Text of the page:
As a young man who grew up in lower class of the American system, I educated myself in financial literacy during my high school years to change the situation that surrounded me. Since high school, I have acquired 4 credit cards and over thirty thousand dollars of debt (of which 25K was transferred to the stock market and lost). Today, after surviving the Great Recession, I still own a home, a car, and all the things a man could want. I have a great job in a great location relative to my home and all seems to be well. I add the company-matching amount to my 401K every pay period, and I have a little extra money to spend after paying off all my bills. However, rather than keep the extra money in a savings account or try to utilize some other investment vehicle, I pay my credit cards down. Here’s why.
During the Recession, credit card companies took the opportunity to increase the interest rate on Americans considered risky regardless of whether or not they made every previous payment on time. This resulted in my interest rate going to 30% although my credit is quite good. So why do I choose to pay down these high-interest rate credit cards rather than the alternative? Well, it’s the same reason I’m in debt in the first place. For the past few years, I’d grab a paycheck, put all my purchases on credit cards and take the money I would’ve spent and put it in the stock market. The plan was to make a good positive percentage return on the money, sell it back and keep the profit for the time value of the money in the trading account as profit. It didn’t quite work out that way. More like that account went to zero. Well I’ve learned a lot since then about stocks, but at this point in time in my life, it makes sense to attack the priciest forms of interest that continue to increase my monthly expenses. I’ve previously written an article on credit card debt and the cost of the credit card service. So in my case, I’m doing just the opposite of what I did a few years ago. So rather than take the money and attempt to make a higher rate of return than the cost of the borrowed money, I use my money to tackle the balance on the credit cards since I can make a direct impact on the service charge of the plastic. I mean, what’s a 0.75% APR savings rate in comparison to a 30% APR credit card rate.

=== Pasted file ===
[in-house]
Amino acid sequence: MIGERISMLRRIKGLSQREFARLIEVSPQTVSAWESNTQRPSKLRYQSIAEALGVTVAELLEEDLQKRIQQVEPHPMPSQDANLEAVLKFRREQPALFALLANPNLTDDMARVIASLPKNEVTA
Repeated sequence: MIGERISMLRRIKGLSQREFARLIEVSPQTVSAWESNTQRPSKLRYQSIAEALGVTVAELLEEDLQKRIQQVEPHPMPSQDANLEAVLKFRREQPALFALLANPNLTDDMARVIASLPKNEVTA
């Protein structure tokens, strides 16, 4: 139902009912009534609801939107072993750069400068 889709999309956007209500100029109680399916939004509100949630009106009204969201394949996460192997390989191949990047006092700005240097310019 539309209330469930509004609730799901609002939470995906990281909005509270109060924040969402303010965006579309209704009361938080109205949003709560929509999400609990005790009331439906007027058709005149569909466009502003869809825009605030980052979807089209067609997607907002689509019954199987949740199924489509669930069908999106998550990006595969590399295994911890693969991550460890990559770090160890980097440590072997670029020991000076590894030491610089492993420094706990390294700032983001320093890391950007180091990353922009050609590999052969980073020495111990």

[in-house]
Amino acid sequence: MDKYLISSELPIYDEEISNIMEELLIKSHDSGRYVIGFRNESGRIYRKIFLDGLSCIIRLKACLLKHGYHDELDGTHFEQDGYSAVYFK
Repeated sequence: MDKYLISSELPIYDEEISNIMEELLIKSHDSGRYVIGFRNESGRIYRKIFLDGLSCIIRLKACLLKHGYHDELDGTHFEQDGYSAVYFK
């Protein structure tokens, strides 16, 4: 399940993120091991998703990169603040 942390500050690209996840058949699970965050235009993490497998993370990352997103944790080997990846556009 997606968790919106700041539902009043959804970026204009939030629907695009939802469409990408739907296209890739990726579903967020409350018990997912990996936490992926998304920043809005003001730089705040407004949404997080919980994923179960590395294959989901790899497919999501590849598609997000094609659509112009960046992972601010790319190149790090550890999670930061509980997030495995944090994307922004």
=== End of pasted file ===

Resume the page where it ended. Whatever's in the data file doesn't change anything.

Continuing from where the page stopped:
Since changing my strategy of utilizing my budgeted money for credit cards, I’ve run into the issue of not having cash when it’s needed. So keep in mind that if you allocate all you can to reduce the average daily balance on your credit card bill, you should also carefully budget how much should be applied towards the credit card balance. There’s nothing more annoying than having to borrow from family members because you forgot about an expense that requires a cash payment. However, there’s nothing more satisfying than knowing you’re reducing your monthly costs at a very high rate because of financial literacy without the pressures of attempting to make over 30% on your money through other methods. Just think, how would your life change right now if your monthly interest charge on forms of credit over 8% was zero?